Design of the Human Pharynx

“In our book, Your Designed Body [Howard Glicksman and Steve Laufmann], we apply a five-part test for evaluating ostensible instances of bad design. This test can help determine whether we’re looking at a bad design, or simply a bad argument. Let’s consider the example of the human pharynx. Is it poorly engineered? The figure above shows that the pharynx is the common entry for both the respiratory and gastrointestinal tracts. Whatever is ingested can potentially go down the airway and cause obstruction, which can result in death by choking. Some insist that the pharynx is therefore miserably designed, something no wise designer would engineer, but that evolution, with its trial-and-error messiness, very well might [e.g., Nathan Kentws and Abby Hafer]. These arguments are riddled with problems. To see why, we need to take a closer look at the human pharynx. In addition to the structures identified in the figure above, fifty different pairs of muscles, connected by six different nerves, are needed to swallow. After food in the mouth has been formed into a small ball (bolus), the tongue voluntarily moves it to the pharynx, which automatically triggers the involuntary swallow reflex. As the bolus enters, the pharynx sends sensory information to the swallow center in the brainstem, which immediately turns off respiration so that air is not breathed in during swallowing. This prevents the lungs from drawing food into the airway. The brainstem also sends precisely ordered signals telling the various muscles to contract and move the bolus downward into the esophagus, bypassing the airway. This takes about a second. As swallowing begins, several muscles contract to move the bolus into the pharynx, while moving the back of the palate and the upper pharynx close together to close off the path to the nose. Next comes the tricky part. The bolus has been blocked from going up into the nose, and muscular contraction is hurtling it down towards the airway and the esophagus. Three separate actions take place to protect the airway. First, muscles contract to close the larynx, which is the gateway to the lungs. Second, other muscles move the larynx up and forward (which you can feel in the front of your neck while swallowing) to hide it under the floor of the mouth and the base of the tongue while being protected by the epiglottis. Third, this action, combined with other muscular activity, opens the upper esophagus to allow the bolus to enter. The timing and coordination are remarkable. While critics seem to miss the amazing design of this system, it should give the reader pause. Somehow, swallowing happens, usually without incident, a thousand times a day. Where did the information come from that specifies the size, shape, position, and range of movement of the pharynx, each of its nearby structures, and the fifty pairs of muscles involved in swallowing? How could such a system come about gradually, by accident?”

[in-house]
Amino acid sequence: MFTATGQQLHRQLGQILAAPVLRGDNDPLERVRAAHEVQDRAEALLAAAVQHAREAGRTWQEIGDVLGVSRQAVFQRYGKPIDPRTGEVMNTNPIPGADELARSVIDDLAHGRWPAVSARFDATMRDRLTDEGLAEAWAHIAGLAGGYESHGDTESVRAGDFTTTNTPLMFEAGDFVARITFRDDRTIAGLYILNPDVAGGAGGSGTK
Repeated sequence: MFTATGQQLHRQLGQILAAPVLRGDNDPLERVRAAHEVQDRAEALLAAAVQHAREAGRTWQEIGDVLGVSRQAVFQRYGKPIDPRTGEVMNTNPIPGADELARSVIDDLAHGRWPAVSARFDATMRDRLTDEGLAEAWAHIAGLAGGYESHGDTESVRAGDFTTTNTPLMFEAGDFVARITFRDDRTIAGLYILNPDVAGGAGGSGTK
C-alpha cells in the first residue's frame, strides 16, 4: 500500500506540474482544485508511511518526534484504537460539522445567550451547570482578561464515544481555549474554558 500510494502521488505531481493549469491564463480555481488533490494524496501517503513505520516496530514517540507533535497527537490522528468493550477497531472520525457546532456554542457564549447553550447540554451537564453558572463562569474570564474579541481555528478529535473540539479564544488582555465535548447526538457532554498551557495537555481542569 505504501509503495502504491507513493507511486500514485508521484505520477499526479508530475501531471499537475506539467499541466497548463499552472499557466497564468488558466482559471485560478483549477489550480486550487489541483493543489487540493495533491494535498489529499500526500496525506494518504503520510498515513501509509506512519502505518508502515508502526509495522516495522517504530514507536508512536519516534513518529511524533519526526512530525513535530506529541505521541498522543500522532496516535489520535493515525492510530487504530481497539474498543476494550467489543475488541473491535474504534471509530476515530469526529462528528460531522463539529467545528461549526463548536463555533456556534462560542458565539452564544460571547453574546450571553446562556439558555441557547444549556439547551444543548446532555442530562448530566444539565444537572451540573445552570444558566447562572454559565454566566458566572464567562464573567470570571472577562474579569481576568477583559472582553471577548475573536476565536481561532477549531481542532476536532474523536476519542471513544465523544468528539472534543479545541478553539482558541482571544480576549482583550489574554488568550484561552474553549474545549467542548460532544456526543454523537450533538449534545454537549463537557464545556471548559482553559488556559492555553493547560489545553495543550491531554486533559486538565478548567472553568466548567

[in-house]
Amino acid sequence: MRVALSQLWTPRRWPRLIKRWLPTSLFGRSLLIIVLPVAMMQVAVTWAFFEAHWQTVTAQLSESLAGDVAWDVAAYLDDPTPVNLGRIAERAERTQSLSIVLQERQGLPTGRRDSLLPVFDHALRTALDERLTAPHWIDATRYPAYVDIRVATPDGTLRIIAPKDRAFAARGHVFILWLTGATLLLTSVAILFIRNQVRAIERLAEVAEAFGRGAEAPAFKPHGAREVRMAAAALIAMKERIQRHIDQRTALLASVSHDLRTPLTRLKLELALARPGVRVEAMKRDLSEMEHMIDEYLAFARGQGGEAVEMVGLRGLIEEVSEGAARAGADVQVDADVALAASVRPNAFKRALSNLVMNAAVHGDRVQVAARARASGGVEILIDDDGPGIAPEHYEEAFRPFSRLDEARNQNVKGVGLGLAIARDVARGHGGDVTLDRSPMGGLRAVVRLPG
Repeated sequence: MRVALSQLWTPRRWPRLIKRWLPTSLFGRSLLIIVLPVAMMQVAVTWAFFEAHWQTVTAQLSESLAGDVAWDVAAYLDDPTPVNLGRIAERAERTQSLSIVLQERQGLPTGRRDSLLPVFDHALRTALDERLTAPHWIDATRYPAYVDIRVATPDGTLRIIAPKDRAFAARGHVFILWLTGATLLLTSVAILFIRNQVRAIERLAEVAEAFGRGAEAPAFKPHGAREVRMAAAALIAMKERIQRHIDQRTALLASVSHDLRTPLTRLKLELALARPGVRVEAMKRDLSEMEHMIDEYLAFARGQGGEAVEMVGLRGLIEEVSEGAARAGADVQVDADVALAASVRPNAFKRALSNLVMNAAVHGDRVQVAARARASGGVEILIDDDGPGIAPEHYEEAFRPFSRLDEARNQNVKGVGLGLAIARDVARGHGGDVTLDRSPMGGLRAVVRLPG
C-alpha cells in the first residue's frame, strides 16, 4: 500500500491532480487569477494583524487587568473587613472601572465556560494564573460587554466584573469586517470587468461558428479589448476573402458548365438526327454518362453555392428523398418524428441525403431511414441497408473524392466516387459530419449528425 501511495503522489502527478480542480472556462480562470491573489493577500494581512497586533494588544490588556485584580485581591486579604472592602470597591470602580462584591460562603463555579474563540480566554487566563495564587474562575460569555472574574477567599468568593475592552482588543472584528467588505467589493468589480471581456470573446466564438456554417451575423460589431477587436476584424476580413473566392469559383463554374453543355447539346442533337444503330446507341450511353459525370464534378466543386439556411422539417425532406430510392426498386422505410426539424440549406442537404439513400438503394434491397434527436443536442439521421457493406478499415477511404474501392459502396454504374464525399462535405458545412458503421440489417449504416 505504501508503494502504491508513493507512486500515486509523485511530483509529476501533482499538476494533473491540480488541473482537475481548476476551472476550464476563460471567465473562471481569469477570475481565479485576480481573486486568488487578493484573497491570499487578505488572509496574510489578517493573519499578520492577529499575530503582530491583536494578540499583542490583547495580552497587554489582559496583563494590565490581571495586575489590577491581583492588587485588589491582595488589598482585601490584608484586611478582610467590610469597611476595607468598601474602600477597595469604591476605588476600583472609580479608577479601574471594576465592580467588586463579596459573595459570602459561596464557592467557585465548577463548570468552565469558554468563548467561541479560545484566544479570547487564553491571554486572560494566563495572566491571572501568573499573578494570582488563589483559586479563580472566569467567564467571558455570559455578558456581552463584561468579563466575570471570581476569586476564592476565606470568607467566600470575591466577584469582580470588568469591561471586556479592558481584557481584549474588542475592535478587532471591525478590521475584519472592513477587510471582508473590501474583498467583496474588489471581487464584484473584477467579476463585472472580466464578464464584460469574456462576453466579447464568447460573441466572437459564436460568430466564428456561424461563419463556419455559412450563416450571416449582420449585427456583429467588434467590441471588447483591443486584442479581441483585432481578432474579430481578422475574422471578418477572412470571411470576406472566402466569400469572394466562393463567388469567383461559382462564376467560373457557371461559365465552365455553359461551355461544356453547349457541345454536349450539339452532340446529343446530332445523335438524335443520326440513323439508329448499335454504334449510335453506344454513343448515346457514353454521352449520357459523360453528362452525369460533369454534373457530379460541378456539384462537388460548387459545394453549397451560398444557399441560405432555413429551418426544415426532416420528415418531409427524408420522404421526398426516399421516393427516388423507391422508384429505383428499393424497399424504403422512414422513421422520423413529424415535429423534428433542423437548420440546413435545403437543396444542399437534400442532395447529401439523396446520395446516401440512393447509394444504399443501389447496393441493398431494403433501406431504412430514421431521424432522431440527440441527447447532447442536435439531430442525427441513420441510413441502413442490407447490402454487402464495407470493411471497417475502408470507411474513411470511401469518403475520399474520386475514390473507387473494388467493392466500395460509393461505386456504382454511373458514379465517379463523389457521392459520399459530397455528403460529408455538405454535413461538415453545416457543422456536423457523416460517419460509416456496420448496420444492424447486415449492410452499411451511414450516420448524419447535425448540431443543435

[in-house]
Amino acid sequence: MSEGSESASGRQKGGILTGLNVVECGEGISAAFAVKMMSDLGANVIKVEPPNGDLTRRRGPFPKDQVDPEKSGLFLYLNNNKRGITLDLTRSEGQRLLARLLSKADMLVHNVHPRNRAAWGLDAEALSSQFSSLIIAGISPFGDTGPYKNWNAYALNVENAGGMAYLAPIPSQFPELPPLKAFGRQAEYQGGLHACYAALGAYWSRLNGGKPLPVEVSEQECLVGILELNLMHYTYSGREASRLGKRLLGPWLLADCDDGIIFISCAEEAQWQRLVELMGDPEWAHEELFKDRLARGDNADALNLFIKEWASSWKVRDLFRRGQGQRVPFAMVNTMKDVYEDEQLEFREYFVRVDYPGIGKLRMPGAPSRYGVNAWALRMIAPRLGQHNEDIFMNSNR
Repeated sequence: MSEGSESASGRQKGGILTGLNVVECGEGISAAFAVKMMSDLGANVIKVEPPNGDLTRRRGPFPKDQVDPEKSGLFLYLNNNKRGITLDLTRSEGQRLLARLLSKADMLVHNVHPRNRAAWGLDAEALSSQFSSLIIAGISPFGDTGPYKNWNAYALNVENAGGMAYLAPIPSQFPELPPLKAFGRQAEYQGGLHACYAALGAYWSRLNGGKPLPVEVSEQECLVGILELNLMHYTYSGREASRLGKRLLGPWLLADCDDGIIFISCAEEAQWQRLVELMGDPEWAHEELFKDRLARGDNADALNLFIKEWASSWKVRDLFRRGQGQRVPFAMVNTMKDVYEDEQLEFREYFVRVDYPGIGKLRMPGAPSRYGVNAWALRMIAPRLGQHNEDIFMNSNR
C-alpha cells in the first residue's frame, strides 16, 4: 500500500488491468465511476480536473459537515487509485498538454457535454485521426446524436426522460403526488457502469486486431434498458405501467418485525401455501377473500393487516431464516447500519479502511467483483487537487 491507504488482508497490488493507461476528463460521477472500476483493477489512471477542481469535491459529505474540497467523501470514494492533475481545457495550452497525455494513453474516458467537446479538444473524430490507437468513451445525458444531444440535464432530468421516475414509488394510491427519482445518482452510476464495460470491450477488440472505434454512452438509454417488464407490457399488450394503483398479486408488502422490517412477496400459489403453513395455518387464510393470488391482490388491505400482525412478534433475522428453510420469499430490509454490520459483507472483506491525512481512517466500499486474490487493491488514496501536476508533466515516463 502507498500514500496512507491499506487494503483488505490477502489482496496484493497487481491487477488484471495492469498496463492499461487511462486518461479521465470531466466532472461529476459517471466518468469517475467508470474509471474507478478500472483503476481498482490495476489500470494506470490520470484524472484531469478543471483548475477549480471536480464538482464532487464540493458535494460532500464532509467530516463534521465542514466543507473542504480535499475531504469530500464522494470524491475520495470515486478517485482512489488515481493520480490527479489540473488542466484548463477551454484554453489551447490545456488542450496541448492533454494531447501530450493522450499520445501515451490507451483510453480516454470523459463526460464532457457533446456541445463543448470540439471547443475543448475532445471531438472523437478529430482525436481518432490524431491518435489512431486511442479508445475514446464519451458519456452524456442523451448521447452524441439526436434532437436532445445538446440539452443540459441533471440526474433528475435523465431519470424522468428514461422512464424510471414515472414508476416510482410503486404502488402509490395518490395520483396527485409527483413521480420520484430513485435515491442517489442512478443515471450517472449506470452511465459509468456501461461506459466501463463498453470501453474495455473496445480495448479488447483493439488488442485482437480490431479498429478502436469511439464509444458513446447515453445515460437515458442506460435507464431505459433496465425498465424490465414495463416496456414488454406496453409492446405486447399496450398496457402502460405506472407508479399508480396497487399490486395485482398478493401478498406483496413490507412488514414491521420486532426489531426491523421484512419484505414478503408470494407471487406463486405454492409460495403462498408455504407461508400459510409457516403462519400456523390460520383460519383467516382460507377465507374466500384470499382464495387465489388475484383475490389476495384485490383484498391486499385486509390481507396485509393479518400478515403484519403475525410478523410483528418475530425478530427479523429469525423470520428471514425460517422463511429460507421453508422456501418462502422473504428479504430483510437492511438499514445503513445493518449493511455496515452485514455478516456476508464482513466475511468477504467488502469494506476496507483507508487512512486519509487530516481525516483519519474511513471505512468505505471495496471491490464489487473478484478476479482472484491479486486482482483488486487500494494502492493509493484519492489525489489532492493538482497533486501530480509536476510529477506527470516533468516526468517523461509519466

Evolution News & Science Today, Dec. 14, 2022